Don’t wanna talk about it!

You know how sometimes people on your friends list will post about their lives, and all of a sudden you think, “Wait a minute. Since when are they growing qat? And who still takes Gregory the Great seriously?” And then you wonder how you could have missed that seemingly standard information, but you feel too ashamed to ask for madlib answers. It happens to all of us. I mean I’ll bet you a sentence there’s a cut and paste with minor edits already.

Copy the questions below, erase my answers and post yours..

NO.

I have this thing where I need to whang on you with a tire iron.

There should be a word for this phenomenon, and perhaps there is.

I am making a complicated point, telling a joke, or relating a story that illustrates some new idea. It’s hard to get across, and after I make my point or tell my story, the other person doesn’t seem to get it. Finally, my conversational partner brightens up and fully comprehends the big idea. Then, he or she informs me happily of the complicated point or the reason for hilarity or the moral of the story, in a thoughtful but triumphant way. Clearly I hadn’t thought this quite through, but my story does lead to an interesting spot, had I only seen it!

It makes me want to kill people, with a shovel.

The antidepressant-debunking study

There was a news release today about a study that appears to show the uselessness of popular antidepressants.

This was reported in the Guardian, among other places. The publication can be read here.

There are problems, as summarized:

  1. PlOS is not an academic peer-reviewed journal. edit: They are in fact peer-reviewed, based on better information I have received by comments. Read the threads. They say they are peer-reviewed, but when you read their FAQ, you’ll see this: “We involve the academic community in our peer review process as much as possible. After professional staff have determined that the paper falls within the scope of the journal, and is of a minimum acceptable quality, decisions on whether to send a paper out for in-depth review are made via a collaboration between experienced, professional editors who work full time at PLoS, and academic editors who are experts in their field.”

    I’m not saying this is Wikipedia, but it’s not the same thing as a traditional journal, either.

  2. It’s one study. Beware of an equivalency between “one metastudy showed that these three or four drugs didn’t show a good outcome under these conditions” and “antidepressants don’t work.”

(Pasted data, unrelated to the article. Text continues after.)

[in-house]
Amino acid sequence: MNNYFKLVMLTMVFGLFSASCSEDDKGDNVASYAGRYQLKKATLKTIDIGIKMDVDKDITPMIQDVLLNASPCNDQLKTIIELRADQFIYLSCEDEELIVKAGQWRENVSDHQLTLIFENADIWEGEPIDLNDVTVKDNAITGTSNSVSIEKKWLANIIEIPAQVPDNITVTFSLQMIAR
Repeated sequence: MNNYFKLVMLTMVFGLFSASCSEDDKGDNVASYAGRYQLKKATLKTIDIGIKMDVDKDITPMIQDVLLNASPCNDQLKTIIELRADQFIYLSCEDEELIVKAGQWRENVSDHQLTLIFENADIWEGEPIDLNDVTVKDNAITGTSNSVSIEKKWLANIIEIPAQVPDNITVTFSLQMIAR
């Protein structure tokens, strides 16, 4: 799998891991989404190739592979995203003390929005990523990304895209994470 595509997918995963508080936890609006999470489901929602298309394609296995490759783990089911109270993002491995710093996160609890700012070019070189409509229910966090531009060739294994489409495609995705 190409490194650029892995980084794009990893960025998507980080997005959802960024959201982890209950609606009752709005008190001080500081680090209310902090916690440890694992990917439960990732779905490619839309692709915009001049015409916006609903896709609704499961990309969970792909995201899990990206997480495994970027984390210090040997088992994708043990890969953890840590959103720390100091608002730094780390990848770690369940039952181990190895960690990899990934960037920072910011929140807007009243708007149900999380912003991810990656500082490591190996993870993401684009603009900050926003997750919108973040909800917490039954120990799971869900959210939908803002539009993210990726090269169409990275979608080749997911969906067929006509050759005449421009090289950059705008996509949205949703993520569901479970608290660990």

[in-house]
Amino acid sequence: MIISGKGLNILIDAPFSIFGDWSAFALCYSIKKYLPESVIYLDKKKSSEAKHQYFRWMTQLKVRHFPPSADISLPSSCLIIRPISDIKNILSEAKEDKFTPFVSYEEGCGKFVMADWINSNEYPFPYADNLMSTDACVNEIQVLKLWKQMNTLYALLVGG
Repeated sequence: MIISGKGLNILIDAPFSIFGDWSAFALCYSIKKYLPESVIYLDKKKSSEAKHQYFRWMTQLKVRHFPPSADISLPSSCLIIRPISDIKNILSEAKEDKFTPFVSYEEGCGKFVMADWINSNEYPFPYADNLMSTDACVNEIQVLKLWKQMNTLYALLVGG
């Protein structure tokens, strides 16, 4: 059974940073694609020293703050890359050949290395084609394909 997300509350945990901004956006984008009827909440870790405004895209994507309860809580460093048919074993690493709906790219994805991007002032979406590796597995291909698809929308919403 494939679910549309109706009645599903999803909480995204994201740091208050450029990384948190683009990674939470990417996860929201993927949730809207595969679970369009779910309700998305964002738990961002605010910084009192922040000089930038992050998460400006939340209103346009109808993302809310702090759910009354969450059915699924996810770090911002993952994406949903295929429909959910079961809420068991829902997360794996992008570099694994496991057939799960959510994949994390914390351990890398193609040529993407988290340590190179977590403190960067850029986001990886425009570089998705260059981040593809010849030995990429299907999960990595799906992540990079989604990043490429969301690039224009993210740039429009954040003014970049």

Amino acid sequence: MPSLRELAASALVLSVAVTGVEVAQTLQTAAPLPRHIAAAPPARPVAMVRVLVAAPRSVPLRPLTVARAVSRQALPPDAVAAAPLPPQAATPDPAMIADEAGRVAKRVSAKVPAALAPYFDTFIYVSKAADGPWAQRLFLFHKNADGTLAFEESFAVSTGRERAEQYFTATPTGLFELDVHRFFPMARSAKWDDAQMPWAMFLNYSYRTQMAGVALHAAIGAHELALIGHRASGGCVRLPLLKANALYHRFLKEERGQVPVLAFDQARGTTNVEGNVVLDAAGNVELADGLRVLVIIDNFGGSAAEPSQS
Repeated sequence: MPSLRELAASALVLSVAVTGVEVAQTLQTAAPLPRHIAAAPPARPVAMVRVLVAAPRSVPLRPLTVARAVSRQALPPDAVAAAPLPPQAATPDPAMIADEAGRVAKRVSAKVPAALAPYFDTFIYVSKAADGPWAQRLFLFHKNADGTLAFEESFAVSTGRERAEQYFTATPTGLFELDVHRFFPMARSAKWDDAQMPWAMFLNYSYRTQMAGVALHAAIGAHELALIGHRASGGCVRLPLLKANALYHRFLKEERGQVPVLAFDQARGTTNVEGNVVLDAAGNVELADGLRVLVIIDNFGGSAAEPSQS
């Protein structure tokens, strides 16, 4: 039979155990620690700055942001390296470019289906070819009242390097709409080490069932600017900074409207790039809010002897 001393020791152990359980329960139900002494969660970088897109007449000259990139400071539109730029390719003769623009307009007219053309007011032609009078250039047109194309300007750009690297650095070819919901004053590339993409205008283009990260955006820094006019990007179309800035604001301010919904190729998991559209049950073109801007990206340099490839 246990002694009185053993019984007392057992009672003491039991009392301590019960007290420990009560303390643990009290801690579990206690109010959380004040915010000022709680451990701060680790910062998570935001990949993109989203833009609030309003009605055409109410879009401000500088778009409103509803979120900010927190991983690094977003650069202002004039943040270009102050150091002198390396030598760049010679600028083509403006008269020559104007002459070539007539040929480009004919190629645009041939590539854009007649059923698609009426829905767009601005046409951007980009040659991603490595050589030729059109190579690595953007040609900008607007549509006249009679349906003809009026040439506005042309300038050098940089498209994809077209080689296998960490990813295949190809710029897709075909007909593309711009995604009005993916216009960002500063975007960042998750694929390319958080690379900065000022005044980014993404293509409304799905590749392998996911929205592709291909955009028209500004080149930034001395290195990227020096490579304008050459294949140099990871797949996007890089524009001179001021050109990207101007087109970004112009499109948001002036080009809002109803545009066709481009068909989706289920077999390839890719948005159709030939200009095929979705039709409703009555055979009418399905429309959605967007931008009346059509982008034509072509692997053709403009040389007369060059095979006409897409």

3. The study measured outcomes at six weeks. That isn’t very long in a depression treatment, whether you’re using Prozac or a trampoline.

That having been said, anything that keeps family doctors from throwing the best-advertised drug at every problem is going to be helpful at this juncture. And using any kind of medication (except possibly the trampoline) without counseling is, well, crazy.

February is the adjectivest month

Influenza stalks Paradise this month. The health department has finally admitted that the flu status is “widespread,” and the emergency rooms are filling up with wheezing patients and the news crews that love them.

The worst of our influenza season falls in this half-Spring every year. The season see-saws between bright sunny butterfly-and-hummingbird days and windblown drizzle under grey. This has got to be harder on the butterflies but we hate it too. Be consistent! we yell and wave our tiny fists at whichever sky we’ve got that day.

Either I’m getting the influenza myself or it’s just postmodern anxiety. Exhaustion and dissociation are associated with both conditions, so the differential will be made with a thermometer before I go to bed.

Have you ever met a ghost of yourself? I met one today, and it’s been a few years. I saw myself as a very young child — like the one in the icon for this entry — playing on the floor in this house. The tile was different then, and because at close range each tile looked like a city block, I was driving a little Matchbox car along the street with my hand. No doubt there were vrooming noises. At one point in the journey the car encountered a furniture leg and whacked to a stop. Instead of going around, I just kept whacking the little toy car against the wood until some adult told me to knock it off.

And tonight I saw that kid in the dining room.

Maybe it’s the influenza.

GOOD MORNING.

I have no means to myself express how my brain feels right now, so I’m going to let my friend Karl-Heinz Stockhausen speak for me. With helicopters, a string quartet, and ululating.

And so to bed, at 5 am! Exit stage right pursued by bees.